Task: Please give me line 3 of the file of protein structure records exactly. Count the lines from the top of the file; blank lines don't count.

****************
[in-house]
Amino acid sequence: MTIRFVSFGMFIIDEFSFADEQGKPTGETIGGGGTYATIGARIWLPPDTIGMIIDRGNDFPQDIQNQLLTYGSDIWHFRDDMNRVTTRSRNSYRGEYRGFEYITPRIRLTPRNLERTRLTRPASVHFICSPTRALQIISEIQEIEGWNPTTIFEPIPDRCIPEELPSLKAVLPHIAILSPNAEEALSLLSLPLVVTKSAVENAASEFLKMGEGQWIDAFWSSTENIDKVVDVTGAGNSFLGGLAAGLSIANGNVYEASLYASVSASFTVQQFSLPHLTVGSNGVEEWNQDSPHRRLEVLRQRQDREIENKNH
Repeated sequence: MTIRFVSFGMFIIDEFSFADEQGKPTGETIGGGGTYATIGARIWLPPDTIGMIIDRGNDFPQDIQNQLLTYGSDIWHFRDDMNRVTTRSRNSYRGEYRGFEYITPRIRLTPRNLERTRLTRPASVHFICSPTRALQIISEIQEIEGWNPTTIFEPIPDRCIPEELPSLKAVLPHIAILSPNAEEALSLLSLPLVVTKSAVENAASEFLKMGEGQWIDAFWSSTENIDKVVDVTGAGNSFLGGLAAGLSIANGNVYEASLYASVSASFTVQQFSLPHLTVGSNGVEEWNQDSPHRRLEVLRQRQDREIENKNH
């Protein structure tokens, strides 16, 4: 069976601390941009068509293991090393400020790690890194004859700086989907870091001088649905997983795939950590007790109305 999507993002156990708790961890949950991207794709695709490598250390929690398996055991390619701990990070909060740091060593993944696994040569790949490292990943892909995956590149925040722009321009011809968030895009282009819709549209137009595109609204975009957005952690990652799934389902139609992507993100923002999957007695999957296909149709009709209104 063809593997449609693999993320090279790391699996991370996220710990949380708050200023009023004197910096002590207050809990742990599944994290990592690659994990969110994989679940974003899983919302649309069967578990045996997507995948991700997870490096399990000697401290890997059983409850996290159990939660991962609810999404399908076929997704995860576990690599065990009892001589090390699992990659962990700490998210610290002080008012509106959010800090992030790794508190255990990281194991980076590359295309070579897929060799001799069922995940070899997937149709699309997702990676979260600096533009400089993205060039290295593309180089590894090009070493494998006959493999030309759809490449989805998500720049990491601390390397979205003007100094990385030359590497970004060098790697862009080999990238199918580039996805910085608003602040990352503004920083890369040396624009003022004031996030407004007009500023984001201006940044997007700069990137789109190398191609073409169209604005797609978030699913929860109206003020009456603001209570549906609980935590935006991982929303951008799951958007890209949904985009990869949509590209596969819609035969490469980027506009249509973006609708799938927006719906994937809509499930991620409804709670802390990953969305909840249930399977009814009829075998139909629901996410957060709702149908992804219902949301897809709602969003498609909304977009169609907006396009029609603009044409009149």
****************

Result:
Repeated sequence: MTIRFVSFGMFIIDEFSFADEQGKPTGETIGGGGTYATIGARIWLPPDTIGMIIDRGNDFPQDIQNQLLTYGSDIWHFRDDMNRVTTRSRNSYRGEYRGFEYITPRIRLTPRNLERTRLTRPASVHFICSPTRALQIISEIQEIEGWNPTTIFEPIPDRCIPEELPSLKAVLPHIAILSPNAEEALSLLSLPLVVTKSAVENAASEFLKMGEGQWIDAFWSSTENIDKVVDVTGAGNSFLGGLAAGLSIANGNVYEASLYASVSASFTVQQFSLPHLTVGSNGVEEWNQDSPHRRLEVLRQRQDREIENKNH